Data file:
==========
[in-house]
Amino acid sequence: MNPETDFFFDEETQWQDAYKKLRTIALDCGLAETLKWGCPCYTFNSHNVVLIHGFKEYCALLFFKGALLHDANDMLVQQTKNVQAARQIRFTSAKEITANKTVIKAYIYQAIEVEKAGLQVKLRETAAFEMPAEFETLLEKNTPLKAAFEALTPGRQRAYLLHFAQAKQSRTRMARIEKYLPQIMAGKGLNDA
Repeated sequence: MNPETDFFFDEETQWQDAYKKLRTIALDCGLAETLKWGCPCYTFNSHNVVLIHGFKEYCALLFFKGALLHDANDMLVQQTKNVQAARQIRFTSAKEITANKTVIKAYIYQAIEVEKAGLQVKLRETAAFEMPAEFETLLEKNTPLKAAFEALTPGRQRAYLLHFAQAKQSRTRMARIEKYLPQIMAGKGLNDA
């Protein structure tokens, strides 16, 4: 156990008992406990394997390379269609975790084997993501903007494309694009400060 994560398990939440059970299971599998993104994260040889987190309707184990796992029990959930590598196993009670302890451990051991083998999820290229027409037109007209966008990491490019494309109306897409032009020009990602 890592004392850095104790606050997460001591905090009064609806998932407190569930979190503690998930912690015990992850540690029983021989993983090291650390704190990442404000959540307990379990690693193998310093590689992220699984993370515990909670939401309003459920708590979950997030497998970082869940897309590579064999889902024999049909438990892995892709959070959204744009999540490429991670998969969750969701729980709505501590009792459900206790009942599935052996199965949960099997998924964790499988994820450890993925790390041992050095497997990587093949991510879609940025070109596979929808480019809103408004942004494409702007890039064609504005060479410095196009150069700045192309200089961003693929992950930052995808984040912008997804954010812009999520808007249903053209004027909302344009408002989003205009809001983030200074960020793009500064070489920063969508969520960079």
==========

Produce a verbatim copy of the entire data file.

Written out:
[in-house]
Amino acid sequence: MNPETDFFFDEETQWQDAYKKLRTIALDCGLAETLKWGCPCYTFNSHNVVLIHGFKEYCALLFFKGALLHDANDMLVQQTKNVQAARQIRFTSAKEITANKTVIKAYIYQAIEVEKAGLQVKLRETAAFEMPAEFETLLEKNTPLKAAFEALTPGRQRAYLLHFAQAKQSRTRMARIEKYLPQIMAGKGLNDA
Repeated sequence: MNPETDFFFDEETQWQDAYKKLRTIALDCGLAETLKWGCPCYTFNSHNVVLIHGFKEYCALLFFKGALLHDANDMLVQQTKNVQAARQIRFTSAKEITANKTVIKAYIYQAIEVEKAGLQVKLRETAAFEMPAEFETLLEKNTPLKAAFEALTPGRQRAYLLHFAQAKQSRTRMARIEKYLPQIMAGKGLNDA
């Protein structure tokens, strides 16, 4: 156990008992406990394997390379269609975790084997993501903007494309694009400060 994560398990939440059970299971599998993104994260040889987190309707184990796992029990959930590598196993009670302890451990051991083998999820290229027409037109007209966008990491490019494309109306897409032009020009990602 890592004392850095104790606050997460001591905090009064609806998932407190569930979190503690998930912690015990992850540690029983021989993983090291650390704190990442404000959540307990379990690693193998310093590689992220699984993370515990909670939401309003459920708590979950997030497998970082869940897309590579064999889902024999049909438990892995892709959070959204744009999540490429991670998969969750969701729980709505501590009792459900206790009942599935052996199965949960099997998924964790499988994820450890993925790390041992050095497997990587093949991510879609940025070109596979929808480019809103408004942004494409702007890039064609504005060479410095196009150069700045192309200089961003693929992950930052995808984040912008997804954010812009999520808007249903053209004027909302344009408002989003205009809001983030200074960020793009500064070489920063969508969520960079």